I’ve been reading through the Book of Colossians over the last few days, in preparation for a post I hope to write later this week sometime, and I stumbled onto something worth sharing.
Paul writes this letter to the church in the city of Colossae sometime in the early 60’s A.D. He’s heard about the rise of a system of belief that is luring these Christians away from the truth about who Jesus is, and by extension who they are, and so he writes to counter the influence of this system.
The post I have in mind to write has to do with Colossians 3, but what I stumbled onto is in Chapter 1. In Colossians 1:15-20, Paul writes of Jesus, “He is the image of the invisible God, the firstborn of all creation. For by him all things were created, in heaven and on earth, visible and invisible, whether thrones or dominions or rulers or authorities—all things were created through him and for him. And he is before all things, and in him all things hold together. And he is the head of the body, the church. He is the beginning, the firstborn from the dead, that in everything he might be preeminent. For in him all the fullness of God was pleased to dwell, and through him to reconcile to himself all things, whether on earth or in heaven, making peace by the blood of his cross.”
From these verses, it’s easy to get the sense that Jesus is, well, everything. He is above all, before all, at the centre of all, the first in all, and He is the one that keeps it all going. Think the President of the United States, just on a far larger scale and in a much more involved role. With that reality about Jesus in mind, take a look at the next section. In verses 21-23, Paul writes, “And you, who once were alienated and hostile in mind, doing evil deeds, he has now reconciled in his body of flesh by his death, in order to present you holy and blameless and above reproach before him, if indeed you continue in the faith, stable and steadfast, not shifting from the hope of the gospel that you heard, which has been proclaimed in all creation under heaven, and of which I, Paul, became a minister.”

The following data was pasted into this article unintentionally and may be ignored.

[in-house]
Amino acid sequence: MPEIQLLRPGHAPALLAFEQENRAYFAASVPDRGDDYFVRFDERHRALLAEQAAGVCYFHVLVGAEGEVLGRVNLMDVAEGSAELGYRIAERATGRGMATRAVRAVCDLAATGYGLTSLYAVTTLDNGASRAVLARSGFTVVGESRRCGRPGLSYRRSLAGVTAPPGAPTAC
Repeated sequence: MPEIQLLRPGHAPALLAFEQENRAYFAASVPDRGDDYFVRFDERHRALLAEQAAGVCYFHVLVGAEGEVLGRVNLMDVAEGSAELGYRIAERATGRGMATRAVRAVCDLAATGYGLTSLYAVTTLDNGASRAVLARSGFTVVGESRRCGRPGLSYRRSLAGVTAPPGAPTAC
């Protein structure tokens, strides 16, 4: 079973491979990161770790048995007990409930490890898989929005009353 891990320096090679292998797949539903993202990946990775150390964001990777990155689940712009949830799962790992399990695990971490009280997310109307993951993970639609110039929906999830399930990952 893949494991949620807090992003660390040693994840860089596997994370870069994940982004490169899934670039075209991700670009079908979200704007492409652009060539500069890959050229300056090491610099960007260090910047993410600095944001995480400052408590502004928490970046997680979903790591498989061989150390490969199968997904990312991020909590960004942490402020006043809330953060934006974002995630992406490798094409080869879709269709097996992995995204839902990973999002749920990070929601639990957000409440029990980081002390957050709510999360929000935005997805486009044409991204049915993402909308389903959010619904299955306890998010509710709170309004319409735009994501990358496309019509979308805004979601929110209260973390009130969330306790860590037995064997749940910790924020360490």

There are two things to note here. First of all, the word “if” here is a lousy choice to translate the sense of the original. “If,” in English, means you might or might not do something, and in this case carries the sense that whether or not you get to be reconciled depends on whether or not you continue in the faith. As we all screw up at least every now and then (meaning we can’t 100% guarantee we’ll continue in the faith all the time), that’s not a comforting thought. In the original Greek, however, Paul’s sense is more one of “since,” as in, “since indeed you continue in the faith….” And THAT is huge, because it means our reconciliation depends on something other than ourselves. As Paul told us earlier, this something else is “the blood of [Jesus’] cross.”
That little bit of linguistic analysis brings me to the next point. Whose cross, and whose blood, is it that makes peace for us? It’s the same Jesus we talked about earlier, the one who is over all, before all, and at the centre of it all. He is the one who paid for our forgiveness with His own blood, and if the Man who paid the price is so pre-eminent, so powerful, so…well, everything, then surely that peace is as well. If nothing is over the One who paid the price, then nothing can break that peace which was bought with that price. Our reconciliation to God is a done deal.
So what does this mean? Well, as a believer, if you’ve ever been at a point in your life (or maybe you’re in one now), where you think you’ve screwed up too much, or too often, that you can never come home to Him, the truth is you can. His blood pays for any sin, no matter how often you stumble and fail. And if you don’t know Him yet, there is hope for you, too. Look again at the first part of v. 21, “who once were alienated and hostile in mind.” These are the people Paul is writing to, and that’s where they were before. If you’re reading this, thinking no one loves you and that no one cares, think again. Jesus does. We’re all in that boat without the price He paid with His blood. We’re all alienated, like Paul says, and if there’s room in the family for us, then there’s room in the family for you. He paid that price for you to come home, too.
All you have to do is accept it, and you do that by telling Him, just as you would any other person, that you’re sorry for rejecting Him, that you accept that He paid that price in your place, and that you want Him in your life. It is a request that He ALWAYS answers, so why not try it?